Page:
San Andreas won’t rock your world but it is decent summer popcorn fun; Welcome 2 Karachi is decidedly unwelcome
San Andreas ***
Dir: Brad Peyton
Starring: Dwayne Johnson, Carla Gugino, Alexandra Daddario, Ioan Gruffudd, Hugo Johnstone-Burt, Paul Giamatti, Art Parkinson, Archie Panjabi, Will Yun Lee
San Andreas takes you back to those popular disaster movies of the 70s like Earthquake, The Towering Inferno and The Poseidon Adventure but with a smaller cast and better special effects. Indeed, it is the special effects which are the real star of the show and they are indeed spectacular (even if slightly predictable and occasionally repetitive). So it is best to watch this movie on the biggest screen that you can find for some good old-fashioned popcorn movie fun.
San Andreas follows the familiar conceit of movies of this sort. Concentrate the action on a few characters (preferably a separated family desperately trying to reunite and survive while all hell breaks loose around them) and make the audience care about their fate and you can get away by killing hundreds of thousands (if not millions) of anonymous people. In this case we have Ray Gaines (Dwayne Johnson aka The Rock), a rescue helicopter pilot with the Los Angeles fire department who sets out to save not only his estranged wife, Emma (Carla Gugino) but also his daughter, Blake (Alexandra Daddario) stranded all the way up in San Francisco when the biggest earthquake of them all hits. Other characters include Emma’s billionaire boyfriend (Ioan Gruffudd), the obligatory doomsayer scientist (Paul Giamatti), the equally obligatory television reporter (Archie Panjabi), and two vacationing British brothers (Hugo Johnstone-Burt and Art Parkinson), the elder of which could be a potential boyfriend for Blake. The cast does a good job of selling the script with Johnson appropriately focused as the alpha male intent on rescuing his family and Giamatti intently warning everybody to get themselves to safety. Daddario’s beauty is always welcome (Warner Bros. really missed a trick in not casting her as the new Wonder Woman) but she’s also pretty good as the plucky, competent Blake and Johnston-Burt and Parkinson provide some nice comedy relief.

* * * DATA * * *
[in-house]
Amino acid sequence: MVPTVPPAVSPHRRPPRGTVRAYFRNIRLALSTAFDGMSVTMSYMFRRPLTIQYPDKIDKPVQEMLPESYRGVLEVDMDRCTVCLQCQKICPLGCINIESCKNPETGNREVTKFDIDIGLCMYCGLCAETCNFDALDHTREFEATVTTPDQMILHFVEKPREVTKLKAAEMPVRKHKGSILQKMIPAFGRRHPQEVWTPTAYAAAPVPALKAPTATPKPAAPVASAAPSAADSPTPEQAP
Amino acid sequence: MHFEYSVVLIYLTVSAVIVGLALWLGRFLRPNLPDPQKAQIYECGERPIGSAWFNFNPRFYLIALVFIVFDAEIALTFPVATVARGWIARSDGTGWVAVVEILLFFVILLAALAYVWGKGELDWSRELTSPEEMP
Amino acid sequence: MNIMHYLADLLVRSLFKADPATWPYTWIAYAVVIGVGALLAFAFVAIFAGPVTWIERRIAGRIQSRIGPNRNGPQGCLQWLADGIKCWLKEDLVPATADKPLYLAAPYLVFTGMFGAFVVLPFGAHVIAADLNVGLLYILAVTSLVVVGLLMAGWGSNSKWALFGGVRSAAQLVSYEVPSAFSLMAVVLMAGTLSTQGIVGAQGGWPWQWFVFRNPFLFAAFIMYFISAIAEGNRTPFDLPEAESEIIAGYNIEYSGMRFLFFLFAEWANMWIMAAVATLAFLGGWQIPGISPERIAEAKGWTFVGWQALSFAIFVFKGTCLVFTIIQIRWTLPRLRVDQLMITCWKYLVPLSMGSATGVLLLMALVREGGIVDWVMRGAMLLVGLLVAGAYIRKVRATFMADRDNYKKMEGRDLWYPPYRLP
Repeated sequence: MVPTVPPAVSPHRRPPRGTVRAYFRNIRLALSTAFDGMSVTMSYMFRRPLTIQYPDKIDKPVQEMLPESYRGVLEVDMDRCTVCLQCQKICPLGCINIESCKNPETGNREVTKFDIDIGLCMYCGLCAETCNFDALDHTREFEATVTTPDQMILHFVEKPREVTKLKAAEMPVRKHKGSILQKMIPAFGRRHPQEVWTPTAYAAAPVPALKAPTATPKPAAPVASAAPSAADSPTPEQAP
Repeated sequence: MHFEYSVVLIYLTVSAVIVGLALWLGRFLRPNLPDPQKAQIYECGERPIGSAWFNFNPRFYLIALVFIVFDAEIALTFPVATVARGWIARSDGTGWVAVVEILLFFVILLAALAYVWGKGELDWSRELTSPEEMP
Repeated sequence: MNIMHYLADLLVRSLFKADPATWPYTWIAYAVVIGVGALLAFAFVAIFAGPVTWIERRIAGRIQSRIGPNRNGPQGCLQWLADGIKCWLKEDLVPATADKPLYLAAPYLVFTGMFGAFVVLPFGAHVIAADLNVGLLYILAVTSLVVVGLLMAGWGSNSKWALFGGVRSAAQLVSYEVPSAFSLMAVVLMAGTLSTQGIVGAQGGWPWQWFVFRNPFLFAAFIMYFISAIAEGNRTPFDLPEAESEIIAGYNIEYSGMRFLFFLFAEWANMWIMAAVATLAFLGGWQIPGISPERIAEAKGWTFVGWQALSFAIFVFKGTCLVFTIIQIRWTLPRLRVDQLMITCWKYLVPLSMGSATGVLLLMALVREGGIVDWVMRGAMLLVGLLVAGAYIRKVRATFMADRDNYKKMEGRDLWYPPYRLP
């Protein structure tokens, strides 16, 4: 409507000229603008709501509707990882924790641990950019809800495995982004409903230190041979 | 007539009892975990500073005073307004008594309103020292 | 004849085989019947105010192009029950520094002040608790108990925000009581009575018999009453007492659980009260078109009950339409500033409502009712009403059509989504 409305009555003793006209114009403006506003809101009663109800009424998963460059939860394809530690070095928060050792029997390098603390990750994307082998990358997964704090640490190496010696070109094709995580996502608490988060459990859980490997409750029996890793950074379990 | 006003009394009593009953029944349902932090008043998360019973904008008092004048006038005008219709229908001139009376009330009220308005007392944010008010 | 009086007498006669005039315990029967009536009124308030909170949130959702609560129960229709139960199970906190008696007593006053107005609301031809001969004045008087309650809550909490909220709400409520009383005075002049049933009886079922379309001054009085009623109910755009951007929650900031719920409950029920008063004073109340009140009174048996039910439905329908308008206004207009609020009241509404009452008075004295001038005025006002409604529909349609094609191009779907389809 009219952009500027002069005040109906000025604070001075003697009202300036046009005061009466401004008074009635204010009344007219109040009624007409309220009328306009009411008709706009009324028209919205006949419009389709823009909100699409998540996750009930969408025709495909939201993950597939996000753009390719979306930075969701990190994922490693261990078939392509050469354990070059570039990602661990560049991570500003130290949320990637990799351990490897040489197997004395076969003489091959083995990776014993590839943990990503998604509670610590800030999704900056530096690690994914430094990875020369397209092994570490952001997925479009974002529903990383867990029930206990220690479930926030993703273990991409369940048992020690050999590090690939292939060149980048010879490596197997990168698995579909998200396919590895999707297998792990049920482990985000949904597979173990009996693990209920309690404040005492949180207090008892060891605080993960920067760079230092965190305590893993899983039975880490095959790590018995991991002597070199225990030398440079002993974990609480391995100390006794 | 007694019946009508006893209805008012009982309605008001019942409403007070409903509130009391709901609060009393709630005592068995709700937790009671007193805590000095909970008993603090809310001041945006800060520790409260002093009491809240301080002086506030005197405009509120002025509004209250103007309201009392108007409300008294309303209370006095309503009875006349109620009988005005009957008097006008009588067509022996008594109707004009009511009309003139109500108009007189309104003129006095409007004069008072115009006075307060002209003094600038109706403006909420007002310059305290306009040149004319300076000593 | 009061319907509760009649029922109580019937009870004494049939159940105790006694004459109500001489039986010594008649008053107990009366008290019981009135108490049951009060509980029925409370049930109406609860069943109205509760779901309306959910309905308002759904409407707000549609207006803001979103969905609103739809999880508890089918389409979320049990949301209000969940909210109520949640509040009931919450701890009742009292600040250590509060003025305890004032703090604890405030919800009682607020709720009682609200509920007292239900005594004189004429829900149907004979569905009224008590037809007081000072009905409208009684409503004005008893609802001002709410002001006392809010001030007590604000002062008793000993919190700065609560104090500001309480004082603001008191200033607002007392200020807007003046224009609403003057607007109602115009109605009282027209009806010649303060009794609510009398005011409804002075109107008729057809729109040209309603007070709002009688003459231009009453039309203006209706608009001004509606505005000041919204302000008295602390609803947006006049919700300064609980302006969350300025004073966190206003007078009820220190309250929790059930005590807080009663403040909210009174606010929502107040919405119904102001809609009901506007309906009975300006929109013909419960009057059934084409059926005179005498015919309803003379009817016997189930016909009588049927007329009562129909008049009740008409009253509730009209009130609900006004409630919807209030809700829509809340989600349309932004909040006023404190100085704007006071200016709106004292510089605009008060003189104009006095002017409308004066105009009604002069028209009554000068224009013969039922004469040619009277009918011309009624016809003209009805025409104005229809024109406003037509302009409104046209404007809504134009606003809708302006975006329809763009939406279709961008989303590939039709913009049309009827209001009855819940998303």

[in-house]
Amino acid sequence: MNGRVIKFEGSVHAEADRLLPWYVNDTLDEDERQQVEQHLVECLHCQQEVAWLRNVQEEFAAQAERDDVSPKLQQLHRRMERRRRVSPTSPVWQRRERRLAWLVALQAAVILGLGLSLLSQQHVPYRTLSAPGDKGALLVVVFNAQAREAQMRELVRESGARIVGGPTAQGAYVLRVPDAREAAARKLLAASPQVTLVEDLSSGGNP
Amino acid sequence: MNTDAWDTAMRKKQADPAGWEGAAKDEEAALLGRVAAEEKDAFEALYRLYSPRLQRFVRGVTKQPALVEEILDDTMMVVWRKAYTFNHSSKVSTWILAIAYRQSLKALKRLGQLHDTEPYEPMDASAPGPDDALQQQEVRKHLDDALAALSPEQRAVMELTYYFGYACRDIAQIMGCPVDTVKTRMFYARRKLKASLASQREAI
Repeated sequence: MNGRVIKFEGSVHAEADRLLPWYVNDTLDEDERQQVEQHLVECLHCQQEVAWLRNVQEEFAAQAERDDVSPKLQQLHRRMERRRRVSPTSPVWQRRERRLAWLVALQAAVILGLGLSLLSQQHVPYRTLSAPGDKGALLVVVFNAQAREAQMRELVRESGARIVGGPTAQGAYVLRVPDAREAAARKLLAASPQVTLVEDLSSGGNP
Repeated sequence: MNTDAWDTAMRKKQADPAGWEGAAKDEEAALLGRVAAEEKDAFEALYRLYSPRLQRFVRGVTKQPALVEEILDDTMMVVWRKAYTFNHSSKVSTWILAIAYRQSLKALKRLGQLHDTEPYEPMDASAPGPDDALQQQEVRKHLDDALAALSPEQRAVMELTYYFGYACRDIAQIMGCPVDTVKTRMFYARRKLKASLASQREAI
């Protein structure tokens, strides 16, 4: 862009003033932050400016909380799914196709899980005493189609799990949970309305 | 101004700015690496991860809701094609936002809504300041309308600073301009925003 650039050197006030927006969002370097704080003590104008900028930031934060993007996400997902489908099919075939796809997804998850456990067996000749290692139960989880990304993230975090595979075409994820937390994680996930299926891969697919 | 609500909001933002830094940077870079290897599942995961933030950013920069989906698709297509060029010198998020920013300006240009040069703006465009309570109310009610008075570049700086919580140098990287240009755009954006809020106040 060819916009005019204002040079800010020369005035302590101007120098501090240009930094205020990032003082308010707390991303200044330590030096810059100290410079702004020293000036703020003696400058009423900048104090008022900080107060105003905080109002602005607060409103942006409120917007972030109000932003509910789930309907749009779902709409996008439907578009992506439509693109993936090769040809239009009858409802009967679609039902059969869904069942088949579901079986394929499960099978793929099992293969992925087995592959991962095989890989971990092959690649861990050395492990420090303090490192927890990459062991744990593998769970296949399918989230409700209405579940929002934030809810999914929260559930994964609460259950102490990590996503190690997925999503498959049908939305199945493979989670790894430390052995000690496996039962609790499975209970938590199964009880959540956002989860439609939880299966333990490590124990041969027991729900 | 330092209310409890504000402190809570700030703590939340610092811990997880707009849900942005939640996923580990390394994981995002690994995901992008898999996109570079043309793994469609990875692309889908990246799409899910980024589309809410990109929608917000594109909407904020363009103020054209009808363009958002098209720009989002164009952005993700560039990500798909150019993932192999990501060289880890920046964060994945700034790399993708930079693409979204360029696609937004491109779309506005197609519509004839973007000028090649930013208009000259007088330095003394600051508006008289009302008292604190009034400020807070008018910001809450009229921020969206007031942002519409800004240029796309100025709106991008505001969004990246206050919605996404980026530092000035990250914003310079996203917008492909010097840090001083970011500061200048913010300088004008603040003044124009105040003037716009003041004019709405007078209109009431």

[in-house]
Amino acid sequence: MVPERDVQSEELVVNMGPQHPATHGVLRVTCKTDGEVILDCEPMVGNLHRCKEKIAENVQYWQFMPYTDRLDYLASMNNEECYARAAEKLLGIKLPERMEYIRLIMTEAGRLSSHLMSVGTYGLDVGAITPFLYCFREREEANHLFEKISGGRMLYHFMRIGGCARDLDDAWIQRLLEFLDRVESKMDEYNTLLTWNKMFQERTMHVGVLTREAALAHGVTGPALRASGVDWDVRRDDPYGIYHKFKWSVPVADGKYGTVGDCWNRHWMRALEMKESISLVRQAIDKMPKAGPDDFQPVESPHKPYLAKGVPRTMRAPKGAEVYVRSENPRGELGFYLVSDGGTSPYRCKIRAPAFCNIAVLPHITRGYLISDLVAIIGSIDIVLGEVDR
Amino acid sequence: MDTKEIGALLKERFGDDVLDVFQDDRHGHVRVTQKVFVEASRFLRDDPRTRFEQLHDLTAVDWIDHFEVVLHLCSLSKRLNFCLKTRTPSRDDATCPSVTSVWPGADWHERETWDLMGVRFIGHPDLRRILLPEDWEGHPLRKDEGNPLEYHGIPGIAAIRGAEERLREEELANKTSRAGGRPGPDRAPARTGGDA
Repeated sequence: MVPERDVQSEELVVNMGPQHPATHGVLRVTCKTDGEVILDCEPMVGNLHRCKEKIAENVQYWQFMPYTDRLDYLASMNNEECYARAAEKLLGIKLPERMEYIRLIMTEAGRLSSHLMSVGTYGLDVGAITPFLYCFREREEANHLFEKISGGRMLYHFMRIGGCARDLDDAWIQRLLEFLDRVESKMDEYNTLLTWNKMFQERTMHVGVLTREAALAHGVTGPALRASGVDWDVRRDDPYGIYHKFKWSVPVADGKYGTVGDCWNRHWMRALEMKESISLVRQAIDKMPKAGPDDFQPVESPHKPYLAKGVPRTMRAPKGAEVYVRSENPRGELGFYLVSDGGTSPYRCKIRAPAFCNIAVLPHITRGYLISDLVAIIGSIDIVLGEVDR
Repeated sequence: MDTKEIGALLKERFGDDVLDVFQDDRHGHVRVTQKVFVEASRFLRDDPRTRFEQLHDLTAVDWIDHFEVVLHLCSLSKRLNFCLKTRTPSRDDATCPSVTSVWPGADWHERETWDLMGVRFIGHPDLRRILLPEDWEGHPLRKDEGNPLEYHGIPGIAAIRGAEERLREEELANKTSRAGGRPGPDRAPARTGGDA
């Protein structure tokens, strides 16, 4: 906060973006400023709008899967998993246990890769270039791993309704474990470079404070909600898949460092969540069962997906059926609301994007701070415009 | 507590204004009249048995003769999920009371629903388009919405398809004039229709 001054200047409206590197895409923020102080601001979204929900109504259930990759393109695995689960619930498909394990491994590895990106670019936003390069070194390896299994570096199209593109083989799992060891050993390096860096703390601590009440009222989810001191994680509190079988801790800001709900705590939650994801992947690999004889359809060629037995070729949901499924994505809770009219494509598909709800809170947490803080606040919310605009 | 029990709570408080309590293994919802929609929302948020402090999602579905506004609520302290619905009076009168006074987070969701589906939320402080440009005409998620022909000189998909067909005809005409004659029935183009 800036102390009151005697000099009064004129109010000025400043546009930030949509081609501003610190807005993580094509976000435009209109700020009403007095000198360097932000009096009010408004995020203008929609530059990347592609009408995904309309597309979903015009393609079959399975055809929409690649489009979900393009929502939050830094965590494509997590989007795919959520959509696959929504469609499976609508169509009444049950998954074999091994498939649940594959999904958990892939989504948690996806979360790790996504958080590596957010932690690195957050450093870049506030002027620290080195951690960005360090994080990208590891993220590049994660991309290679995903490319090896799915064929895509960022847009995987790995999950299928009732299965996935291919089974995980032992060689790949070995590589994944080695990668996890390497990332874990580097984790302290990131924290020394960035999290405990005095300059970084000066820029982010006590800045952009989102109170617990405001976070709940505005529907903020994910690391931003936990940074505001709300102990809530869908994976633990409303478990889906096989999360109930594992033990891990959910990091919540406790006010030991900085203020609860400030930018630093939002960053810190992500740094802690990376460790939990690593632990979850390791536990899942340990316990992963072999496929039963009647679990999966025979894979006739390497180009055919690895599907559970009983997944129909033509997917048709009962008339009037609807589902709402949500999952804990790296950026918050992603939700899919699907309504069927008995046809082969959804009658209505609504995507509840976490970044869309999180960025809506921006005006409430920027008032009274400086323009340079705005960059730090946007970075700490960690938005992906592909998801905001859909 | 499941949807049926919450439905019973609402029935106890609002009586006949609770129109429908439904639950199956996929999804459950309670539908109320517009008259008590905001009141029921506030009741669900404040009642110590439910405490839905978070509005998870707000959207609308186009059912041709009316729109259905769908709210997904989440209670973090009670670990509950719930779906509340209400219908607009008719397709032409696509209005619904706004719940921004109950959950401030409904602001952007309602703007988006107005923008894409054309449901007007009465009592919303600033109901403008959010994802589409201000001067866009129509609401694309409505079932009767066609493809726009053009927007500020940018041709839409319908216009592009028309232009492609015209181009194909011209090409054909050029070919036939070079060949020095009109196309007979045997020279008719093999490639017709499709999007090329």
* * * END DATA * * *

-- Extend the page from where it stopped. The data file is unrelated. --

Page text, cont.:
Cut to chase: Clichéd but good fun for the big screen.
Welcome 2 Karachi * ½
Dir: Ashish R Mohan
Starring: Arshad Warsi, Jackky Bhagnani, Lauren Gottlieb, Dalip Tahil, Ayub Khoso, Adnan Shah
Two idiots (think Dumb & Dumber) from across the border find themselves washed up on our shores without any proof of their identities and now they just want to get back home without getting killed or getting hauled up as spies. That’s the basis of this extremely stupid comedy which gets stupider and excruciatingly duller as it goes along. There was potential in the premise to upend preconceived notions and deliver a comedy with some political bite but that potential is completely wasted.
Ex-Naval officer Shammi (Arshad Warsi) and the son of a Gujarati event planner, Kedar (Jackky Bhagnani) steal the latter’s father’s party yacht in a bid to get to the United States but a storm blows them off-course and onto the Clifton beach. Soon they find themselves smack dab in the middle of every stereotype and cliché you can think of - gun-wielding, India-hating, murderous Pakistanis of every ethnicity running riot in Karachi (and beyond), suicide-bombing Taliban laying waste to anything and everything, obnoxious Americans bumbling their way through diplomatic minefields and leaving a mess in their wake, and so on - and all wrapped up in the most juvenile humour. The irritating Jackky Bhagnani only got his part because his father produced the movie but no actor could have saved this script. The talented Arshad Warsi is totally wasted and I fail to understand why our own Ayub Khoso and Adnan Shah chose this film to make their Mollywood debuts with. Lauren Gottlieb, the American dancer/choreographer/actor currently plying her trade in Mumbai, makes a better impression covered up as a Pakistani intelligence officer than she does scantily clad in two item numbers.
Cut to chase: Dim-witted and dreary. Avoid.
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